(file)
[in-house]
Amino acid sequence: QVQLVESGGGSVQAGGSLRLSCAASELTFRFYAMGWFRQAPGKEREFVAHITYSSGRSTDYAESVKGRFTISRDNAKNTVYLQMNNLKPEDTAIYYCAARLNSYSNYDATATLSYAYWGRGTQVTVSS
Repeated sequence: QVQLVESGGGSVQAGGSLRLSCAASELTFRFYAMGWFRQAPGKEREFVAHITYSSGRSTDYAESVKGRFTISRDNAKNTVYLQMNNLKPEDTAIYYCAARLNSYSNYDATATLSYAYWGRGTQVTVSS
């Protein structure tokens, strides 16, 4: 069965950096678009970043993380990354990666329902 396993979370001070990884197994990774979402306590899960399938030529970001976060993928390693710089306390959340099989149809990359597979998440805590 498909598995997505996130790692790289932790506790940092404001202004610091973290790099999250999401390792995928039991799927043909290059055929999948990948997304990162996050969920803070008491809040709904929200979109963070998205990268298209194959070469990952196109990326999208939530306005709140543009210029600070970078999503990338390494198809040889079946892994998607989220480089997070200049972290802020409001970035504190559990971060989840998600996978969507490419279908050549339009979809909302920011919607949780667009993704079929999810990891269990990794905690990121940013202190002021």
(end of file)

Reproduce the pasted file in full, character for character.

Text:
[in-house]
Amino acid sequence: QVQLVESGGGSVQAGGSLRLSCAASELTFRFYAMGWFRQAPGKEREFVAHITYSSGRSTDYAESVKGRFTISRDNAKNTVYLQMNNLKPEDTAIYYCAARLNSYSNYDATATLSYAYWGRGTQVTVSS
Repeated sequence: QVQLVESGGGSVQAGGSLRLSCAASELTFRFYAMGWFRQAPGKEREFVAHITYSSGRSTDYAESVKGRFTISRDNAKNTVYLQMNNLKPEDTAIYYCAARLNSYSNYDATATLSYAYWGRGTQVTVSS
């Protein structure tokens, strides 16, 4: 069965950096678009970043993380990354990666329902 396993979370001070990884197994990774979402306590899960399938030529970001976060993928390693710089306390959340099989149809990359597979998440805590 498909598995997505996130790692790289932790506790940092404001202004610091973290790099999250999401390792995928039991799927043909290059055929999948990948997304990162996050969920803070008491809040709904929200979109963070998205990268298209194959070469990952196109990326999208939530306005709140543009210029600070970078999503990338390494198809040889079946892994998607989220480089997070200049972290802020409001970035504190559990971060989840998600996978969507490419279908050549339009979809909302920011919607949780667009993704079929999810990891269990990794905690990121940013202190002021």